Irish College staff in Rome given no right of reply
OPINION:There is not a court in the world where a case based on such ‘evidence’ would even be heard
WHAT IS most striking about Cardinal Timothy Dolan’s visitation report on the Irish College in Rome is its ferocity towards staff at the seminary.
Its core conviction is that the college had an “anti-ecclesial bias” when it came to the theological formation of students. In other words, it was not orthodox enough for the cardinal or his team. There seemed to be a “tilt” there towards “theologians somewhat ambiguous on church teaching,” it said.
His report noted, for instance, that one lay lecturer at the college favoured a text which asserted that “the renewal of Vatican II has been clawed back . . . theologians have been made to suffer”.
He also found that “a disturbingly significant number of seminarians gave a negative assessment of the atmosphere at the house”. It was clear “the staff and students are dramatically divided in their approach to the church and the priesthood”, he reported.
How does he know this? Seminarians said so. As corroboration he quoted one seminarian, who said: “The house is tense and dysfunctional. The seminarians want to be priests as the church teaches. The staff work from approaches more characteristic of the 60s and 70s. Therefore, the level of trust between seminarian and staff is destroyed.”
The cardinal reported: “Such comments were, unfortunately, common among the students.” He continued: “The staff is critical about any emphasis on Rome, tradition, the Magisterium, piety, or assertive orthodoxy, while the students are enthusiastic about these features.” How does he know this? The students told him.
It allowed him conclude “substantial reform is needed at the Pontifical Irish College”.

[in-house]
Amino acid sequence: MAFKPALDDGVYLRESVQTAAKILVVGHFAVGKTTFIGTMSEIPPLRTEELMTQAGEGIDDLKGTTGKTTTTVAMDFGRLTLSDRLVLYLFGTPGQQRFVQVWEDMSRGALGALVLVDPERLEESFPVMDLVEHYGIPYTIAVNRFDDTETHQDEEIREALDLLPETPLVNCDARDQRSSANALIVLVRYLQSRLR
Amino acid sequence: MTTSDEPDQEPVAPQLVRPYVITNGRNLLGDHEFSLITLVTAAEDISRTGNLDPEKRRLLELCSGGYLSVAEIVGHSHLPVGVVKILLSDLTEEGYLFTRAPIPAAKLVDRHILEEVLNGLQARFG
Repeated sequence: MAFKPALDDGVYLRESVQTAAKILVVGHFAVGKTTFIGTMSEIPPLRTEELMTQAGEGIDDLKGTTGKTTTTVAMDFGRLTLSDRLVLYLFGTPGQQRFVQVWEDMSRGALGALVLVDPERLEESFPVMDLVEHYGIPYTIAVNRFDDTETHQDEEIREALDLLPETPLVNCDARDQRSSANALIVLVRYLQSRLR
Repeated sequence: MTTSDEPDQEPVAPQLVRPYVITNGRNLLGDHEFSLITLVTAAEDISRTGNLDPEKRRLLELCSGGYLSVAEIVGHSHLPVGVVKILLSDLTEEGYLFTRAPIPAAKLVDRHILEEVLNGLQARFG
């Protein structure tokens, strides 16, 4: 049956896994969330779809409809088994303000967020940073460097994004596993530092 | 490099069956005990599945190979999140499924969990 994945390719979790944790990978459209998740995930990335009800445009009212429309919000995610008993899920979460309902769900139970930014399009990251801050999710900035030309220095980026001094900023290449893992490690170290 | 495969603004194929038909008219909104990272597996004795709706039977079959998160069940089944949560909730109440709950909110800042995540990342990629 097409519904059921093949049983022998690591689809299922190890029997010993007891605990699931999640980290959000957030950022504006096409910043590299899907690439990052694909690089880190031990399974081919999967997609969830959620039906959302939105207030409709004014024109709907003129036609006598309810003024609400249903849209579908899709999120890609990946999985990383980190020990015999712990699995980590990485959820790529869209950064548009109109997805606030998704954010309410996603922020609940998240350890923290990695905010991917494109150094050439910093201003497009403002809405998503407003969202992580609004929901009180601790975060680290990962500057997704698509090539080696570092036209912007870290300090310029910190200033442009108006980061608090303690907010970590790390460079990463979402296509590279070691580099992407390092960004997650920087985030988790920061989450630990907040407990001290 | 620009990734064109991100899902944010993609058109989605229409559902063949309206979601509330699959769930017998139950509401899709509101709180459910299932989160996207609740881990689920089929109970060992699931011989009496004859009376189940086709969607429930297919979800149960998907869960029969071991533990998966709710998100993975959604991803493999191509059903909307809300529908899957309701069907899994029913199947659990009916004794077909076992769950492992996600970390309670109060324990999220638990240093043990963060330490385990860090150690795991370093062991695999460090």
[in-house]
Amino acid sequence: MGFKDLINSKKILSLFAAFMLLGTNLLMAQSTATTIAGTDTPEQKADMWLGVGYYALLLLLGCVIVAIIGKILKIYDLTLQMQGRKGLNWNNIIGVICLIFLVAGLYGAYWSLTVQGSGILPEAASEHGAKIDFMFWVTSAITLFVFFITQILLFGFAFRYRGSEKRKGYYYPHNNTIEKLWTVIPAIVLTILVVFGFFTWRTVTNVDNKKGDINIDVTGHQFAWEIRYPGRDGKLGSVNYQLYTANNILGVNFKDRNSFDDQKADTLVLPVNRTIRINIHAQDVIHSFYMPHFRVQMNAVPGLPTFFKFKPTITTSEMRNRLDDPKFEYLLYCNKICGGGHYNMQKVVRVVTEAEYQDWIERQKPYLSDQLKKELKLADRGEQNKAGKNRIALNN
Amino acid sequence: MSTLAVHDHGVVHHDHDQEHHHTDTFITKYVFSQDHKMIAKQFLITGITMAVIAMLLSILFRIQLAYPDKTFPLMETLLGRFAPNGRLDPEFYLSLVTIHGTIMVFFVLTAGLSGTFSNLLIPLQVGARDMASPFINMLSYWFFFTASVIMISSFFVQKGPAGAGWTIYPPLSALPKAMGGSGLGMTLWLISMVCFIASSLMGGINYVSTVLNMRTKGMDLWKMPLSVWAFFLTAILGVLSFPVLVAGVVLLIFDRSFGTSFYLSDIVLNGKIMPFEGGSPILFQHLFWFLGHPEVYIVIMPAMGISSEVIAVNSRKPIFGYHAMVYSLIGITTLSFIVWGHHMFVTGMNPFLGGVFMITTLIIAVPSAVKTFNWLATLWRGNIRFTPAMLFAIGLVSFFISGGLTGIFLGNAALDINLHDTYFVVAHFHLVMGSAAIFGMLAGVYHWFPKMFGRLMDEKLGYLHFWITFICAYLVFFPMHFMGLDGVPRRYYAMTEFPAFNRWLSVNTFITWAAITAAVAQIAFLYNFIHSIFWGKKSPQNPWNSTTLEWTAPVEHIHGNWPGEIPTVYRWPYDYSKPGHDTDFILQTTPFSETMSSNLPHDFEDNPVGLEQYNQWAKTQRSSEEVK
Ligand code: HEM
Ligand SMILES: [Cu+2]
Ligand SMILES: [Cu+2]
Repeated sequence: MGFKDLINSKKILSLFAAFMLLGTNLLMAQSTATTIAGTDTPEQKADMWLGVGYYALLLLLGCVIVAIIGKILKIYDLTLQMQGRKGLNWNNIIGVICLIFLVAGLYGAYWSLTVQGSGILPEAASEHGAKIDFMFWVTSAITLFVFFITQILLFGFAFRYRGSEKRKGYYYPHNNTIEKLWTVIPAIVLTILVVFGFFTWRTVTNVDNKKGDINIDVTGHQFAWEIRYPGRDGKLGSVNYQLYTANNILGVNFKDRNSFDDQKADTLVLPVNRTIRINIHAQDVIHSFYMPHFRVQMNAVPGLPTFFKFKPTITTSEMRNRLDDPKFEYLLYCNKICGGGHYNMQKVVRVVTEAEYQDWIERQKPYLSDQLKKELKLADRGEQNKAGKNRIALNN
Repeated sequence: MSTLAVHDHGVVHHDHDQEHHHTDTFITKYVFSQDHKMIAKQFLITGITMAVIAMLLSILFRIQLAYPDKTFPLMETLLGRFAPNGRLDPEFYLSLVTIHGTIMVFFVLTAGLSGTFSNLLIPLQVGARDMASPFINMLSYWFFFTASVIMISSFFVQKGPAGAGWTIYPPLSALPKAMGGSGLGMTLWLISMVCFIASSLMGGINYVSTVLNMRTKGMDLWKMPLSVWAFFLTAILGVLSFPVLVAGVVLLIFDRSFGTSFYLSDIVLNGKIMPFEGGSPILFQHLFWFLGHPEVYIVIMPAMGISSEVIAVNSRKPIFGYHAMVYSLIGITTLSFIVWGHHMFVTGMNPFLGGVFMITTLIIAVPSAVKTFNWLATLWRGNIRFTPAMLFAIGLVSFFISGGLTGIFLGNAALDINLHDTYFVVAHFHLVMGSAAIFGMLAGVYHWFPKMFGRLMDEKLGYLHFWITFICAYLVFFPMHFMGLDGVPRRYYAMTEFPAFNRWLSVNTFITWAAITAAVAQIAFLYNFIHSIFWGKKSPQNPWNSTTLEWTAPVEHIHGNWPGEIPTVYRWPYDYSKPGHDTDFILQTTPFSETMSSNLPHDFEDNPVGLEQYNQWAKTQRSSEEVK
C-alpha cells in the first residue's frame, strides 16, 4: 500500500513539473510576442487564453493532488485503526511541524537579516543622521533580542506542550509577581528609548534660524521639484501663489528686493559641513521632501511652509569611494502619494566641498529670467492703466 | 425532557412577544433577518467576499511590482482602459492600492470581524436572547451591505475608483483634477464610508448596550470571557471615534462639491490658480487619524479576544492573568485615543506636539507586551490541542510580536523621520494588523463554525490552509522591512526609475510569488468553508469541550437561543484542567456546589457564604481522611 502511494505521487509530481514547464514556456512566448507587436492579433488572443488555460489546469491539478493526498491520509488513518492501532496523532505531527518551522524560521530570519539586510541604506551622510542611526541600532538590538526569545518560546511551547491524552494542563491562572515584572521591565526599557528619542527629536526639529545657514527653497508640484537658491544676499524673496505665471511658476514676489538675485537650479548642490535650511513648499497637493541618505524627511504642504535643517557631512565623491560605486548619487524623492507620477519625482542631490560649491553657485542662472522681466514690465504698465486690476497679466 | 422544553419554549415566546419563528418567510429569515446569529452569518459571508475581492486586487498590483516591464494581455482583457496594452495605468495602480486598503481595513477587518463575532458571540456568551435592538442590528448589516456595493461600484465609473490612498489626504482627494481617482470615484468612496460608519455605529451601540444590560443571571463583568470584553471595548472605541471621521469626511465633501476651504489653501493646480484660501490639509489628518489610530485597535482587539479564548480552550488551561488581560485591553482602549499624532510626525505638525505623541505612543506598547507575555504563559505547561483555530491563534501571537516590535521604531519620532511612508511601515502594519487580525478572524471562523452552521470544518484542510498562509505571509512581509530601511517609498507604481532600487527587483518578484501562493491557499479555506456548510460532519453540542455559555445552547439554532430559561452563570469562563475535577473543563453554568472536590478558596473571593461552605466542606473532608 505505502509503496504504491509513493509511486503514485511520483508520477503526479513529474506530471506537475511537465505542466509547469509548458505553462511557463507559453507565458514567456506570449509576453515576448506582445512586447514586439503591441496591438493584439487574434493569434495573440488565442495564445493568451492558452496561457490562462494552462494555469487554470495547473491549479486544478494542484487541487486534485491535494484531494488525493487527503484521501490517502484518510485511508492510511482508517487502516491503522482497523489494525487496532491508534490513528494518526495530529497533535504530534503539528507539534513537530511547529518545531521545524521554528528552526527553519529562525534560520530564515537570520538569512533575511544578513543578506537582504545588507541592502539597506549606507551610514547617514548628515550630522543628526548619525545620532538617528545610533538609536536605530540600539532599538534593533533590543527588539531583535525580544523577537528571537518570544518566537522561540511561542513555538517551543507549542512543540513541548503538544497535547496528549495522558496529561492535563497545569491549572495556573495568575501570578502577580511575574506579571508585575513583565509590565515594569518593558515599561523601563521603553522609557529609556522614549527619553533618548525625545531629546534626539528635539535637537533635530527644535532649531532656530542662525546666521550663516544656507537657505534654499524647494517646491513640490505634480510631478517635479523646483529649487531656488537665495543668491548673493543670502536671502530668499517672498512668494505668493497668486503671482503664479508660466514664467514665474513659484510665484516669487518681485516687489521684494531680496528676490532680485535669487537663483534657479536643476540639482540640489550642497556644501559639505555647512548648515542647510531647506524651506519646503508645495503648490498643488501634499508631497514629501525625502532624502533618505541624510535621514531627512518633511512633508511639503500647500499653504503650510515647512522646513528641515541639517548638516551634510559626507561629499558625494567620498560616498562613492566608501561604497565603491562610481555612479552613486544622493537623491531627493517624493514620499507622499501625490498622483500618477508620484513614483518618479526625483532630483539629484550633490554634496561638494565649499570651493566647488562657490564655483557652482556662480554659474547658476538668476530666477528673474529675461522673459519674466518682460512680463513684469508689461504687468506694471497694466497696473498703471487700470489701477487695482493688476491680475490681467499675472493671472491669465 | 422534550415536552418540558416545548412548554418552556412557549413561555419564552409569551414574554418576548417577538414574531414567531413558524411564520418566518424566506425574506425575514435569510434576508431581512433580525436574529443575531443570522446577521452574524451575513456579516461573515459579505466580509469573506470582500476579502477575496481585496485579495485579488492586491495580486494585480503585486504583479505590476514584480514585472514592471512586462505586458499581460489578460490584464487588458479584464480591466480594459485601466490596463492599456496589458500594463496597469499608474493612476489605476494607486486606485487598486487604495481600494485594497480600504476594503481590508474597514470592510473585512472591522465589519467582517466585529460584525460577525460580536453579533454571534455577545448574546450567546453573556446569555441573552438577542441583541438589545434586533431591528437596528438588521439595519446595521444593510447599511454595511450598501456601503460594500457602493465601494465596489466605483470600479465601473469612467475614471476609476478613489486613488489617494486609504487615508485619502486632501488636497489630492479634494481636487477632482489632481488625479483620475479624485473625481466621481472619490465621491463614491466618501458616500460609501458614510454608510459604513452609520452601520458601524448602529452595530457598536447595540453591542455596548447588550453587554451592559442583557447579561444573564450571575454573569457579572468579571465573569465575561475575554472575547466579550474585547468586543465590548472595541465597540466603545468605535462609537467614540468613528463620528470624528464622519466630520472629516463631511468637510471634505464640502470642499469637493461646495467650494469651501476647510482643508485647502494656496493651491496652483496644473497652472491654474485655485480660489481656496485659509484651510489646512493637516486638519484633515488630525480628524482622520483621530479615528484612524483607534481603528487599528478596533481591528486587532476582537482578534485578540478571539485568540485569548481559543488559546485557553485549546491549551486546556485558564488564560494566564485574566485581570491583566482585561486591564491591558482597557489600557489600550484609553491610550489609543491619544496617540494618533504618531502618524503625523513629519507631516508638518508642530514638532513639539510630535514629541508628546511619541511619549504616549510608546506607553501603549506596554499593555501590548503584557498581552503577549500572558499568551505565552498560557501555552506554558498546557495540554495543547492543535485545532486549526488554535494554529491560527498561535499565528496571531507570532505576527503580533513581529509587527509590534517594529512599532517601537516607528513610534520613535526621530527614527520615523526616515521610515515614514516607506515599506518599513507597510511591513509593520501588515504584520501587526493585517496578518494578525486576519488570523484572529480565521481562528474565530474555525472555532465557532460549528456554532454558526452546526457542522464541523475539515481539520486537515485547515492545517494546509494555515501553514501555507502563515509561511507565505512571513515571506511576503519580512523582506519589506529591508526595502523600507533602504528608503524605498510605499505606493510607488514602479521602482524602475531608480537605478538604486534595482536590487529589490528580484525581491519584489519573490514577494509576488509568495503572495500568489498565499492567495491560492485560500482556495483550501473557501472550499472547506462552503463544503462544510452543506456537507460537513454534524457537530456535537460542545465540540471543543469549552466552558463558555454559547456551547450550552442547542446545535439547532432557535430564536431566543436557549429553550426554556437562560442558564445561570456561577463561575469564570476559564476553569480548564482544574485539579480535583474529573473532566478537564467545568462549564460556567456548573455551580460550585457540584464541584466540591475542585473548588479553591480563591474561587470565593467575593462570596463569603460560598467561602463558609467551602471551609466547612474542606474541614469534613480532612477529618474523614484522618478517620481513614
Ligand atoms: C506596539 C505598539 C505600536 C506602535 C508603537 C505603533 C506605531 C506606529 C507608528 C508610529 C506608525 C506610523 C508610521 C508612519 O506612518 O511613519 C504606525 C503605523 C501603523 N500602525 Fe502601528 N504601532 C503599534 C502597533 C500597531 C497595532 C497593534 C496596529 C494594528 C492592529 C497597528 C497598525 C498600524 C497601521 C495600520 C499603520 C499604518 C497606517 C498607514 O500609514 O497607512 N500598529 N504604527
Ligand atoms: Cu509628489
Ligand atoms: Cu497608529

And the staff? There is no record in his report of any instance where he discussed any of the seminarians’ criticisms with any of the four college staff. Nor is there one indication that he offered any of these men an opportunity to answer their student critics.
The consequences have been clear. Where the criticised college staff are concerned it has been a case of “off with their heads”. Dolan approved of just one staying on, terms and conditions applying, but this man too is heading home, at his own request.
The parallel between how Dolan and his team prepared their report on the priests at the Irish College and how those other Irish priests recently censured by the Vatican were dealt with would be uncanny in any other institution. Sadly, it has become all too familiar where the Catholic Church is concerned.
Where else today would unnamed accusers be so entertained as are those who bring criticisms of priests to the Vatican where they will be listened to earnestly if not eagerly?
Where else would you get away with censuring a person without them being allowed any opportunity to offer a defence?
Where else would such student-assisted evisceration of staff, as at the Irish College, and the meting out of punishment without a hearing, as there, be tolerated or even considered tolerable?
On top of this, there is the utter lack of any sort of consideration or respect for these men who have devoted their lives to the church.
Cardinal Dolan noted in his report that one of the priests criticised by seminarians had been planning to leave the college anyhow. “This is good,” he said. Years of loyal service dismissed in a spare, if pithy, three words.